‘Stories from Kameoka’ is an art project that was started during an artist in residence program in Kameoka at Artists’ Retreat No-Mu (January-February 2019).
By painting the portraits of residents of Kameoka and telling their stories, ‘Stories from Kameoka’ tries to capture the spirit of this beautiful rural city, just a mere 30 minute drive from well-known neighbouring city Kyoto. Challenges that Kameoka and its residents are facing - such as the issue of akiya (abandoned houses) - paint a more comprehensive view of life in rural Japan.
Combined with landscape paintings and my own impressions, ‘Stories from Kameoka’ is also an ode to the normal everyday life in a small Japanese city. The paintings and stories are in this sense also a reflection on the beauty of the (extra)ordinary.
You can view the paintings and read the text below. These are not the full texts, the whole text you can read in my art book 'Stories from Kameoka'. More information below.
This art book is a collection of all the paintings and stories from this project by people from Kameoka (Kamejin) and Philo Ouweleen.
Content: - Portraits of inhabitants of Kameoka and their stories - Landscape paintings accompanied by text - Blog posts written during my stay in Kameoka, accompanied by photos.
Size: 18 x 24 cm Pages: 55 Price: €15 Limited edition: 100 copies Graphic design: Michael Tjia
Vastness, 2019, from the series 'Stories from Kameoka' (Kameoka Monogatari). 30 x 40 cm, gouache on Fabriano 200 gram cold press watercolour paper.
Japan, similar to the Netherlands, is a densely populated country. On the world-ranking the Netherlands is 29th, while Japan ranks 40th (respectively 411.3 inhabitants per km² and 334.6 per km²). While the Netherlands is characterized by a flat landscape, 73% of Japan consists out of mountains. This results in many places where the population density is quite low and the mountains ubiquitous.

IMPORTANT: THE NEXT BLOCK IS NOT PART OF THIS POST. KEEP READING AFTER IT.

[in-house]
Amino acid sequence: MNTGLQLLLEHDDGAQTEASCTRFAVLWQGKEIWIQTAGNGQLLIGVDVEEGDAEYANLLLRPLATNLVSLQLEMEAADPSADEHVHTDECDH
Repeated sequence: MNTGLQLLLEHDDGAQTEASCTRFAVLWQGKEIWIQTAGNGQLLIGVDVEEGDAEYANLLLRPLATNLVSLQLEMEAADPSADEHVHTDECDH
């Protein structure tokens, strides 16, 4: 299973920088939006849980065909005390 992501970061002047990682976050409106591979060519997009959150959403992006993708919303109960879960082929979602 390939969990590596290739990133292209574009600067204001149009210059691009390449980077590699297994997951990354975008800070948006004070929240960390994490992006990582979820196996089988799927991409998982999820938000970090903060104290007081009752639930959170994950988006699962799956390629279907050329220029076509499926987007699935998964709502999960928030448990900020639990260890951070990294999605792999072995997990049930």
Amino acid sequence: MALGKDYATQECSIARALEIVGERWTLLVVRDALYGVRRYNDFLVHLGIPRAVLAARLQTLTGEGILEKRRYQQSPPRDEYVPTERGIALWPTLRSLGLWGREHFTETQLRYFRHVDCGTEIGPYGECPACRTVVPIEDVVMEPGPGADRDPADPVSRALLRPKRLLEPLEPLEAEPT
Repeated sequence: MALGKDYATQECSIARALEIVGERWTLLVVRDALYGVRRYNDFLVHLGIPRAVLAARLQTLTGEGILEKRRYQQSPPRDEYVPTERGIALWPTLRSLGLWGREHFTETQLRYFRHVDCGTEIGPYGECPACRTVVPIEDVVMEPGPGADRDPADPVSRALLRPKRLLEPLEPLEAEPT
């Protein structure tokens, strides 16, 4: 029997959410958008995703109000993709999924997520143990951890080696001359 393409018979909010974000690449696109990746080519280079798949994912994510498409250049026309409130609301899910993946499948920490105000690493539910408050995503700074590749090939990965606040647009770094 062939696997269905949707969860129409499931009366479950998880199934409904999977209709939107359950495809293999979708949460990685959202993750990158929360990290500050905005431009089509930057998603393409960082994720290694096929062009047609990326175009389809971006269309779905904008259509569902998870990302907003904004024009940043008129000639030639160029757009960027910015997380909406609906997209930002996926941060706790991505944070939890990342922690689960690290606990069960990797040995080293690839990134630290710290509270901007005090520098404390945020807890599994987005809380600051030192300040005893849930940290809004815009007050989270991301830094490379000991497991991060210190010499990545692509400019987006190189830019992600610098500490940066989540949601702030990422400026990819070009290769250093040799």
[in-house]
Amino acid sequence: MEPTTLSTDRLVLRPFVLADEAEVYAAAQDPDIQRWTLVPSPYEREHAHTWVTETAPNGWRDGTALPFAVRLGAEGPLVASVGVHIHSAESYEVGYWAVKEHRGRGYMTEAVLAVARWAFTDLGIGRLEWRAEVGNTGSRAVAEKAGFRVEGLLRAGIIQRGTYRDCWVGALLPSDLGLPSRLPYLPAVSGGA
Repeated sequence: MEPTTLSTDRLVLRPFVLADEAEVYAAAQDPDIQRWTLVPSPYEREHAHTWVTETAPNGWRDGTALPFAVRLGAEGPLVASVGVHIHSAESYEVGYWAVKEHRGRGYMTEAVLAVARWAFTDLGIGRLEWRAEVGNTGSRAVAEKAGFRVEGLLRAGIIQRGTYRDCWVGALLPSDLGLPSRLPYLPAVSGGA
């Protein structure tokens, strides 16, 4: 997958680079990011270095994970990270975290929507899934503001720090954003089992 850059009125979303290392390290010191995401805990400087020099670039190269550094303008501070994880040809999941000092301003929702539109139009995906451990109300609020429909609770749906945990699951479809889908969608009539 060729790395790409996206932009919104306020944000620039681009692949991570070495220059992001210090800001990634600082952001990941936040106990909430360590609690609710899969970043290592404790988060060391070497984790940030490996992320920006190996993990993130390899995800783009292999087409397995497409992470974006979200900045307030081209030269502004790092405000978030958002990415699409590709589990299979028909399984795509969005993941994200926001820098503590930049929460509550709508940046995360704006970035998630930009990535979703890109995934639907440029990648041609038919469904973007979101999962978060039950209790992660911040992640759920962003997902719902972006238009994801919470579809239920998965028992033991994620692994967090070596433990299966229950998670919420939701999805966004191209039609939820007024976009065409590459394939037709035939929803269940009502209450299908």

Kameoka is such a place in Japan. Although the surface area is roughly the same as Amsterdam, the population density is significantly lower: 390 inhabitants per km² compared to 5.135 inhabitants per km² in Amsterdam.
Wherever you go in Kameoka, the mountains are never far and always in sight. Because Kameoka is in a basin and there are no tall skyscrapers, a broad horizon welcomes you. This gives Kameoka a rural and picturesque atmosphere.
Besides mountains, Kameoka is also full of agricultural fields. Big neighbour Kyoto, besides known for its many impressive cultural sights, is also well-known for its mouth-watering cuisine. Unknown to many is one of the keys of success to Kyoto’s world-famous cuisine: Kameoka’s high-quality produced ingredients. It is said that Kameoka is one of the foggiest places on earth, and this fog provides fertile soil and good drinking water for Kameoka’s agricultural sector.
Portrait of Anna Namikawa, 2019, from the series 'Stories from Kameoka' (Kameoka Monogatari). 18 x 24 cm, aquarel on Fabriano 200 gram cold press watercolour paper.
Anna Namikawa 並河杏奈 (b.1993)
“Many people think that there is nothing ‘fun’ or ‘interesting’ in Kameoka. But for me there is a charm to places where there seems to be nothing.”